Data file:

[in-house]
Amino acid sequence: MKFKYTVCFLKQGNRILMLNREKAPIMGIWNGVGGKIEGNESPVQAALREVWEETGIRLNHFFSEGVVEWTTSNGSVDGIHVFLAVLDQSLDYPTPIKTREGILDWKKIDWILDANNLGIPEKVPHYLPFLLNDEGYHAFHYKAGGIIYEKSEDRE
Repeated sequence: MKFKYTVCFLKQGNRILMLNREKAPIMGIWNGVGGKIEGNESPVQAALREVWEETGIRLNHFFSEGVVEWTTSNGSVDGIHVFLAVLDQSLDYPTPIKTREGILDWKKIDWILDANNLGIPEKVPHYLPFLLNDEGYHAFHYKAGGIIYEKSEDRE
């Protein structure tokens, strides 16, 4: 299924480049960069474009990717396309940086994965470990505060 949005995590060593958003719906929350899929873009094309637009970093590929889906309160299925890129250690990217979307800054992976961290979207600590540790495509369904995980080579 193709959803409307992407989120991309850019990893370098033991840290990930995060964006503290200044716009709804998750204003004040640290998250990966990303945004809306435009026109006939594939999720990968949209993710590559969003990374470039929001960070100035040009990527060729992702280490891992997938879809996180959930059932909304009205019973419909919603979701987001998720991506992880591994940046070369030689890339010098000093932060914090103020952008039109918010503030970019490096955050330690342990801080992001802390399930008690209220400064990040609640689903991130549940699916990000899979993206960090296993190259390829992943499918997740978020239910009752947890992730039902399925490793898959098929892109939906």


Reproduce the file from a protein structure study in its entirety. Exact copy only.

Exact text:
[in-house]
Amino acid sequence: MKFKYTVCFLKQGNRILMLNREKAPIMGIWNGVGGKIEGNESPVQAALREVWEETGIRLNHFFSEGVVEWTTSNGSVDGIHVFLAVLDQSLDYPTPIKTREGILDWKKIDWILDANNLGIPEKVPHYLPFLLNDEGYHAFHYKAGGIIYEKSEDRE
Repeated sequence: MKFKYTVCFLKQGNRILMLNREKAPIMGIWNGVGGKIEGNESPVQAALREVWEETGIRLNHFFSEGVVEWTTSNGSVDGIHVFLAVLDQSLDYPTPIKTREGILDWKKIDWILDANNLGIPEKVPHYLPFLLNDEGYHAFHYKAGGIIYEKSEDRE
């Protein structure tokens, strides 16, 4: 299924480049960069474009990717396309940086994965470990505060 949005995590060593958003719906929350899929873009094309637009970093590929889906309160299925890129250690990217979307800054992976961290979207600590540790495509369904995980080579 193709959803409307992407989120991309850019990893370098033991840290990930995060964006503290200044716009709804998750204003004040640290998250990966990303945004809306435009026109006939594939999720990968949209993710590559969003990374470039929001960070100035040009990527060729992702280490891992997938879809996180959930059932909304009205019973419909919603979701987001998720991506992880591994940046070369030689890339010098000093932060914090103020952008039109918010503030970019490096955050330690342990801080992001802390399930008690209220400064990040609640689903991130549940699916990000899979993206960090296993190259390829992943499918997740978020239910009752947890992730039902399925490793898959098929892109939906």